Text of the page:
Tag: brain science
Psychiatry's medicalization of social and psychological suffering is not justified by the currently known biology.
Researchers investigate commonly held misconceptions about brain research among Americans.
A new study in the journal PNAS explores whether brain scans are ineffective at identifying criminal intent in carefully designed situations.
"We found that the anatomy of the chimpanzee brain is more strongly controlled by genes than that of human brains, suggesting that the human brain is extensively shaped by its environment no matter its genetics," said Aida Gómez-Robles, postdoctoral scientist at the GW Center for the Advanced Study of Human Paleobiology and lead author on the paper. "So while genetics determined human and chimpanzee brain size, it isn't as much of a factor for human cerebral organization as it is for chimpanzees."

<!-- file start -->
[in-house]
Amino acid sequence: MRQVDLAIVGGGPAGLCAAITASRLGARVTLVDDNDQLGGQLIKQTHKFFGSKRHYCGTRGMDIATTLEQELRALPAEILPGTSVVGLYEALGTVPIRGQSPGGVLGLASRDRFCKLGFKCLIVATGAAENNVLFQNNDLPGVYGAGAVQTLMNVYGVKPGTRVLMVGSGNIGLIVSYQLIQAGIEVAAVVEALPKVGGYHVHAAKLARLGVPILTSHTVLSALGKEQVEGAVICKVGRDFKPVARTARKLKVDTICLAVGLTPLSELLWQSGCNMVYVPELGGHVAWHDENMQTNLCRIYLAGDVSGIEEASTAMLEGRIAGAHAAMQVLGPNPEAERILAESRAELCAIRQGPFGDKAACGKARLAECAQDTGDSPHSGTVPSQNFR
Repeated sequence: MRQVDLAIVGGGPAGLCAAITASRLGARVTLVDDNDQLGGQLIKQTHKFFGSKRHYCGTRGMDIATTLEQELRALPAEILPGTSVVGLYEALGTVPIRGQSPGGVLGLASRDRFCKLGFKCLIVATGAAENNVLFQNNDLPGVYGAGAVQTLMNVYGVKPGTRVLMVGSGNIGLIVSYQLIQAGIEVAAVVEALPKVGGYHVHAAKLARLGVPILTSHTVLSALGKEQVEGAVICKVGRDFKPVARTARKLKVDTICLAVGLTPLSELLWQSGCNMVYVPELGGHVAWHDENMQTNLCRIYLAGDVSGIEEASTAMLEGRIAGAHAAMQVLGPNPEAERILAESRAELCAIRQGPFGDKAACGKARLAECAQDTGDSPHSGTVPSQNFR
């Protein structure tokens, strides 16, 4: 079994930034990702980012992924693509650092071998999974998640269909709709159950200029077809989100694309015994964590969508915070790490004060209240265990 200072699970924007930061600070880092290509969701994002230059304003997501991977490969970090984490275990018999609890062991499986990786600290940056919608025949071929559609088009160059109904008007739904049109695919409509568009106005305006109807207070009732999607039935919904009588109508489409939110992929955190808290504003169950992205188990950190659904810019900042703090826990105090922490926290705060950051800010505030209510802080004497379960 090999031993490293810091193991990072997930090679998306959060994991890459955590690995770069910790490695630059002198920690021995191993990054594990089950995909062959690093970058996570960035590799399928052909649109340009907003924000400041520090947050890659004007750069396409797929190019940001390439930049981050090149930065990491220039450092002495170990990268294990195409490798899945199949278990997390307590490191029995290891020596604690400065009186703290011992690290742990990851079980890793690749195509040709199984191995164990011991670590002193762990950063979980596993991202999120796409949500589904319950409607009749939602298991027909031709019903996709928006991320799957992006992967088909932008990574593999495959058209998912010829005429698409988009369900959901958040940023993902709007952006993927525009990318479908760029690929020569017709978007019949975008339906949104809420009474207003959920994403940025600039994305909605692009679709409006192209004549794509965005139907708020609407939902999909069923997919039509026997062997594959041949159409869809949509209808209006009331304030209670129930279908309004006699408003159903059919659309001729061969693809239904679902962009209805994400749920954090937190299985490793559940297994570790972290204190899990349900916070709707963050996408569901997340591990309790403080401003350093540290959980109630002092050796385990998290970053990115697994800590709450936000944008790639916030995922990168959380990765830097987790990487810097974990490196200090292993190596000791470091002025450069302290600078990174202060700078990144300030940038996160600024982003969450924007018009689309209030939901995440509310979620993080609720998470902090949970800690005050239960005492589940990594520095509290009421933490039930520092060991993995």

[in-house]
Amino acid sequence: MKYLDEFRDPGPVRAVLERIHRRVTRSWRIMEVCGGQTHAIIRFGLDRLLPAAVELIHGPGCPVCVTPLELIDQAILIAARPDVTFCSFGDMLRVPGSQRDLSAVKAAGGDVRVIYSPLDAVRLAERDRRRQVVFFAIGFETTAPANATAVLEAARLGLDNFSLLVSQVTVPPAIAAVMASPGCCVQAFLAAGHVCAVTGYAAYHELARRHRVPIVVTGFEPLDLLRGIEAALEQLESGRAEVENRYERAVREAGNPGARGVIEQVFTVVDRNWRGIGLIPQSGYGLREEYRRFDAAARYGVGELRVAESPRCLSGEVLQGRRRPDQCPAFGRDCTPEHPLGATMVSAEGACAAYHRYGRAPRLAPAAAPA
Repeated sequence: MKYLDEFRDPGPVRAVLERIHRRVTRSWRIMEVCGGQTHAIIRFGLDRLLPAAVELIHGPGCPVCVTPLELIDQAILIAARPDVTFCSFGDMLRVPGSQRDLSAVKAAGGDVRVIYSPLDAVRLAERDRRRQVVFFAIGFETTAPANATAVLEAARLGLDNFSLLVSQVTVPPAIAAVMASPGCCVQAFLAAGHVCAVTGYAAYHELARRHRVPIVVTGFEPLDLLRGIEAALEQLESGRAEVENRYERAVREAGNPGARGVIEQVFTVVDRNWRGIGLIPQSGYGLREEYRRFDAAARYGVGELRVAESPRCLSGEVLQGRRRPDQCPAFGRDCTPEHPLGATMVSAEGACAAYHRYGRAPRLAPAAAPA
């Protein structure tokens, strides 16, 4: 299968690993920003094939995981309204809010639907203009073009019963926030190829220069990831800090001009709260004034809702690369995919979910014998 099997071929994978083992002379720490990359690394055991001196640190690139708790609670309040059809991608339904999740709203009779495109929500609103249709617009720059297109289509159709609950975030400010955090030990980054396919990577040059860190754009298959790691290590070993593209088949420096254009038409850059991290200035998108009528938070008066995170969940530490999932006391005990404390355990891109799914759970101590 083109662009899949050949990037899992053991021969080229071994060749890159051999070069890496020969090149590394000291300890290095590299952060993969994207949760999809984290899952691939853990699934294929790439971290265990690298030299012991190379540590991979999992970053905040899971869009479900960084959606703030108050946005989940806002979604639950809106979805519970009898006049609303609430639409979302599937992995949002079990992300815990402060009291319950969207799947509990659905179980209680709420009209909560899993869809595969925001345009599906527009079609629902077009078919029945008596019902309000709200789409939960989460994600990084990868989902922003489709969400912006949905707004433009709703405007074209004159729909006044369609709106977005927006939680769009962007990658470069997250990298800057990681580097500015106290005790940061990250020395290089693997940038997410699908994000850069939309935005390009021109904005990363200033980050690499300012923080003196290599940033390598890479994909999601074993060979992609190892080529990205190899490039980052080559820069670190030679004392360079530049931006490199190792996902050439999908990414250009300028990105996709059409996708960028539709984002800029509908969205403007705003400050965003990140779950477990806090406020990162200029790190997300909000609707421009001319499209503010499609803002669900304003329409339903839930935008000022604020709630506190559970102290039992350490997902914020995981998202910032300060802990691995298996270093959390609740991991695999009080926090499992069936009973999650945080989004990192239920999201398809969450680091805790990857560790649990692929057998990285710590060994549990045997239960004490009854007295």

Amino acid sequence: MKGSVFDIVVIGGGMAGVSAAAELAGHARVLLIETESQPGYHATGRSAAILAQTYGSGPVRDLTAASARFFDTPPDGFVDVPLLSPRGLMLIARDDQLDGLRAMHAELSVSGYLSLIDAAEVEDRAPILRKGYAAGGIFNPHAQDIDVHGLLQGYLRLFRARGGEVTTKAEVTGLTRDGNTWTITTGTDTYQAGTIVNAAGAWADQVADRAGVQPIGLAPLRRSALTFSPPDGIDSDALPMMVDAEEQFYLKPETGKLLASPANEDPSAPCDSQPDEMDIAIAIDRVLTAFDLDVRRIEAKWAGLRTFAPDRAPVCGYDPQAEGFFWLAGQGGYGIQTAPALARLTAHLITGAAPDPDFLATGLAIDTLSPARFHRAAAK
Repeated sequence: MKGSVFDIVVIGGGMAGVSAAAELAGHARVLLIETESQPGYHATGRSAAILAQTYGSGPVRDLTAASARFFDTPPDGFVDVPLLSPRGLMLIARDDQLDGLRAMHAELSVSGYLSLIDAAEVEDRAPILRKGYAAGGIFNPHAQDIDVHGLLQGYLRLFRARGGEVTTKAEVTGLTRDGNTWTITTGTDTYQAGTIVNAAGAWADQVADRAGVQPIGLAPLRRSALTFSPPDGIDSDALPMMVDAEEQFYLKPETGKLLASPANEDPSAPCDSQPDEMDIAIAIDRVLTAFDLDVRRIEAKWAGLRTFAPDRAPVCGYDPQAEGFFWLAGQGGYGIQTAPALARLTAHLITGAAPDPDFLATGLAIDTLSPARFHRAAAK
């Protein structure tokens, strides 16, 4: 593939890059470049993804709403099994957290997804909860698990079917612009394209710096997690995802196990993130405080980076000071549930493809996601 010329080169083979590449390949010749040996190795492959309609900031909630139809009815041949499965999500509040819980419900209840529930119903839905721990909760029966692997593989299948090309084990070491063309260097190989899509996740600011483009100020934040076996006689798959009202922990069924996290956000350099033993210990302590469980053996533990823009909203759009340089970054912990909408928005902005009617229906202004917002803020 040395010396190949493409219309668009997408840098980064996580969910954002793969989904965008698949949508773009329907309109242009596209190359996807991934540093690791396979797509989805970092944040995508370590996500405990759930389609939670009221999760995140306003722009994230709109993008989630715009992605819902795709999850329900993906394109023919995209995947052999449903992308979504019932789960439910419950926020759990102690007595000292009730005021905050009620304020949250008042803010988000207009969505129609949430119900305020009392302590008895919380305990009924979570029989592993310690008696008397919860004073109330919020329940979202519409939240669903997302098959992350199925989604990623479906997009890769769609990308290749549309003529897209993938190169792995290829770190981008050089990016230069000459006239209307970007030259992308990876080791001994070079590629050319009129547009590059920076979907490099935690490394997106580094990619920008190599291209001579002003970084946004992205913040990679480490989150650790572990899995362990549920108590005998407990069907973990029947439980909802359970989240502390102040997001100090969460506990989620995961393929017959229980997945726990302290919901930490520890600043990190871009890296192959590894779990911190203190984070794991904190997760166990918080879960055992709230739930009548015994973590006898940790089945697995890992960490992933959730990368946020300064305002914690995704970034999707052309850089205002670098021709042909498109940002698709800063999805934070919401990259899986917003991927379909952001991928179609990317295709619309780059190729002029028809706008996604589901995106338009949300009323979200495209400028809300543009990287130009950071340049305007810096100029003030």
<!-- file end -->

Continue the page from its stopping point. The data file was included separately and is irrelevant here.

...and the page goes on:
Writing on his critical psychiatry blog, Duncan Double critiques Joe Herbert’s piece on “Why can't we treat mental illness by fixing the brain?” in Aeon. While Herbert admits that there is a "mysterious and seemingly unfathomable gap" between psychology and neuroscience, which "bedevils not only psychiatry, but all attempts to understand the meaning of humanity,” he goes on to speculate that someday psychiatrists will be able to relate symptoms to brain activity.